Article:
Surprise, Sony not only revealed games, but they gave the world a glimpse of the PlayStation 5 design. With the PlayStation 5 having a large existing advantage over the Microsoft Xbox Series X, does this reveal change the analysis?
This time of year, the video game industry was supposed to be gathering at the E3 show in Los Angeles. This was the place to reveal new consoles like the PlayStation 5 and Xbox Series X. Of course, COVID-19 killed this year’s show. However, even before the cancelation, Sony had pulled out of the event. It was already looking like the big reveals of 2020 would trickle down over several months.
Sony had originally planned to showcase PlayStation 5 games on June 4th. However, this reveal was delayed by a week because of the protests around George Floyd. The hour-long prerecorded online video event was all about games until the last 5 minutes when the hardware design was revealed.
The PlayStation 5 design is certainly striking. Most of the rumor and leaked designs were way off. The big question our audience had was can the system also be rested horizontally or will it have to be vertical? From a design standpoint both the PlayStation 5 and Xbox Series X look they were focused on adequate cooling. This is a major challenge for powerful game hardware and limits design.
There was also reveal of a digital-only PS5 version. Obviously, this is an appeal to the low-budget consumer. The consumers we speak with are generally not fans of digital-only consoles. The big concern is “I hope my parents don’t force me to get that one.” It will be interesting to see if manufacturing challenges limit the number of disc-based PS5 systems Sony can deliver this holiday.
The latest DFC Intelligence forecasts have the PlayStation 5 outselling the Xbox Series X by a significant margin. Sony has big advantages that include better marketing and distribution, a larger built-in audience, and of course exclusive games.
However, the one area where Microsoft is catching up is on the exclusive game front. So, the PlayStation 5 game reveal was important because it gives consumers something to get excited about.
One measure of how excited an audience is about a new system is how many non-industry consumers contact us about product reveal events. Starting on May 7th, Microsoft will be hosting monthly reveal events. However, the interest we have seen in the Xbox events paled compared with the June 11th Sony event (which may be a reason Microsoft is skipping a June event).
For the Sony PS5 games, we were mainly looking at Sony checking the boxes on its key franchises. Sony did a pretty good job in this area. A new Spider-Man (Marvel’s Spider-Man Miles Morales) is looking like the key launch title. There is also a new Gran Turismo (7), a new Ratchet & Clank (Ratchet & Clank: Rift Apart) and a new Little Big Planet (Sackboy A Big Adventure).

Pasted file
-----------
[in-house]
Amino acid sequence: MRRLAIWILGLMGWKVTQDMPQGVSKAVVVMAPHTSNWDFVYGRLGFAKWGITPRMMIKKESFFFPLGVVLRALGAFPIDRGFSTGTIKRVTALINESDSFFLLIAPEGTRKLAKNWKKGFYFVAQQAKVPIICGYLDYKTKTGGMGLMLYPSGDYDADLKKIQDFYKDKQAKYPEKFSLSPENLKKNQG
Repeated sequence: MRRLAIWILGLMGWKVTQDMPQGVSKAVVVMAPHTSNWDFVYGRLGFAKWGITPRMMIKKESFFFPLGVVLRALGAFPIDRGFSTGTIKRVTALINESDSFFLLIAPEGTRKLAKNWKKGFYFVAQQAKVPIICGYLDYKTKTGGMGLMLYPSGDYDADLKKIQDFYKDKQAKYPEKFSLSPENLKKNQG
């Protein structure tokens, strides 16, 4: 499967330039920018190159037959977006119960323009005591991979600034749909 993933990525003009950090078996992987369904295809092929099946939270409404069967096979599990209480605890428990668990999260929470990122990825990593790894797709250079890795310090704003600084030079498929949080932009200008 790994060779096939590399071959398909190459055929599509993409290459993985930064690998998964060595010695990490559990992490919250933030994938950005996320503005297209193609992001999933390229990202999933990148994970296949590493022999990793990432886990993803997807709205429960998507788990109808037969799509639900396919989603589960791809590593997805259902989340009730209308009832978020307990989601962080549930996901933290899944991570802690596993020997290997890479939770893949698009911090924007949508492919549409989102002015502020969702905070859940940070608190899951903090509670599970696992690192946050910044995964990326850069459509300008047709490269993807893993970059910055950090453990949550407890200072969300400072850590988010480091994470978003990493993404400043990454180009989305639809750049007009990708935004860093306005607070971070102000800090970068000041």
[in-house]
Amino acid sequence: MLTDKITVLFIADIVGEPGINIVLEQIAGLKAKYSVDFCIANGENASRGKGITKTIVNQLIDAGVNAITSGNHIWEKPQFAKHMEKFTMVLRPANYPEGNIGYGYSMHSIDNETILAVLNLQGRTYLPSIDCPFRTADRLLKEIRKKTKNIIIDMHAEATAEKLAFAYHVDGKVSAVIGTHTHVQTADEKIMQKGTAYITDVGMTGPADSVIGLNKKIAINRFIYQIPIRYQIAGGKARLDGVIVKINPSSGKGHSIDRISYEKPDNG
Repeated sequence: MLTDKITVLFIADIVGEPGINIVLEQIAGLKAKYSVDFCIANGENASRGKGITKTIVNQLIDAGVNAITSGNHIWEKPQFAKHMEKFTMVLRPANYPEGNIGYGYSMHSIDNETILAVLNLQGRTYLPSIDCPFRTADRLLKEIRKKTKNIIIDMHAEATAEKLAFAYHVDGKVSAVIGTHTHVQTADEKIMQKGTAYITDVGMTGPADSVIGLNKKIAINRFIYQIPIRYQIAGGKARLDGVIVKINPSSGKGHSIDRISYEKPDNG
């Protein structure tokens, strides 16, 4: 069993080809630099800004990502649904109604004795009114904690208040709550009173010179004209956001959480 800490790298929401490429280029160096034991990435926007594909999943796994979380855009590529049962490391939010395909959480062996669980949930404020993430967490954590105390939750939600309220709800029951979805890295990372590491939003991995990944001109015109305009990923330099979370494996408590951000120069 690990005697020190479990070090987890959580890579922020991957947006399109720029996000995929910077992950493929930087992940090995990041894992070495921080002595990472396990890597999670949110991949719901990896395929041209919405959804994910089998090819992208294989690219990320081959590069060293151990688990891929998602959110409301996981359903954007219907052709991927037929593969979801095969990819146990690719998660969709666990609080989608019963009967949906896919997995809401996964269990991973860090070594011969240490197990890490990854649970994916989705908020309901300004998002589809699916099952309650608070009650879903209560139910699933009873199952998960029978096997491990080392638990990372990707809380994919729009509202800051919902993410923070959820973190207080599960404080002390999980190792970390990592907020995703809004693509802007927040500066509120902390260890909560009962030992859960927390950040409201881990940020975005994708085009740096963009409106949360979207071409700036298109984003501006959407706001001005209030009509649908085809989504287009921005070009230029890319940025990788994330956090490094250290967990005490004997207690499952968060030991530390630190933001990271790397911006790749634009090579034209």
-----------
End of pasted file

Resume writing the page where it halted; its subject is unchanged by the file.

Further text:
Most exciting was a new Horizon game (Horizon Forbidden West). However, like many of the products shown, no release date was announced.
Sony did show off one new franchise, Returnal, from Finland based developer Housemarque. This is sci-fi game that will have time rewind component, like the movie Groundhog Day or the Netflix show Russian Doll (where the character keeps dying).
There was also a third-party exclusive from Square Enix, code named Project Athia. This game is from the developers of Final Fantasy XV.
Overall, the PlayStation 5 lineup looks solid but nothing earth shattering. There was no God of War and surprisingly nothing on The Last of Us Part II which releases next week for PlayStation 4. However, Sony may be holding off on announcing a PS5 Last of Us upgrade until after sales for the PS4 version slow down.
The big question is can Microsoft do anything to stop Sony’s advantage? The answer is there are actually some ways the Xbox Series X could grab more consumer interest.
Assuming demand for initial shipments of PlayStation 5 outstrip supply, Microsoft will have several months for consumers to make a hands-on direct comparison. One big advantage the Xbox has is Microsoft’s subscription services.
PlayStation Plus and Xbox Live Gold both allow for online game play and a couple free games each month. The difference is in the premium subscriptions. While Sony has PlayStation Now, Microsoft has Xbox Game Pass.
Xbox Game Pass is one of the best subscription services around. Instead of being a shoddy streaming service, ala PlayStation Now or Google Stadia, Game Pass lets you download full games for both console and PC.
The biggest difference with Game Pass is that Microsoft has spent big money on getting AAA games on the service. This includes not only first-party Microsoft titles but key third-party games such as Red Dead Redemption 2. Recently the service added No Man’s Sky, a game that was originally exclusive to PlayStation 4.
The challenge Microsoft faces is that most consumers are not even aware of Game Pass. Nevertheless, Game Pass has over 10 million subscribers versus only 2.2 million for PlayStation Now. Our testers love Game Pass, but we have a hard time finding people to try PlayStation Now.
In short, the Microsoft strategy of buying market share could come into play with the Xbox Series X. Given that the console is looking like a solid system this strategy has promise. Microsoft’s market cap is almost 20 times Sony and they are definitely investing in the Xbox Series X. Microsoft is building a library of exclusives that could eventually be a game changer.
Right now, DFC Intelligence forecasts are predicting a continued sales advantage for Sony. However, these forecasts are being updated every few months. Sony has done its job and the ball is now in Microsoft’s court. The next “monthly” Xbox reveal will actually be in July (June was skipped) and our forecast will only change if Microsoft truly has something exciting to show.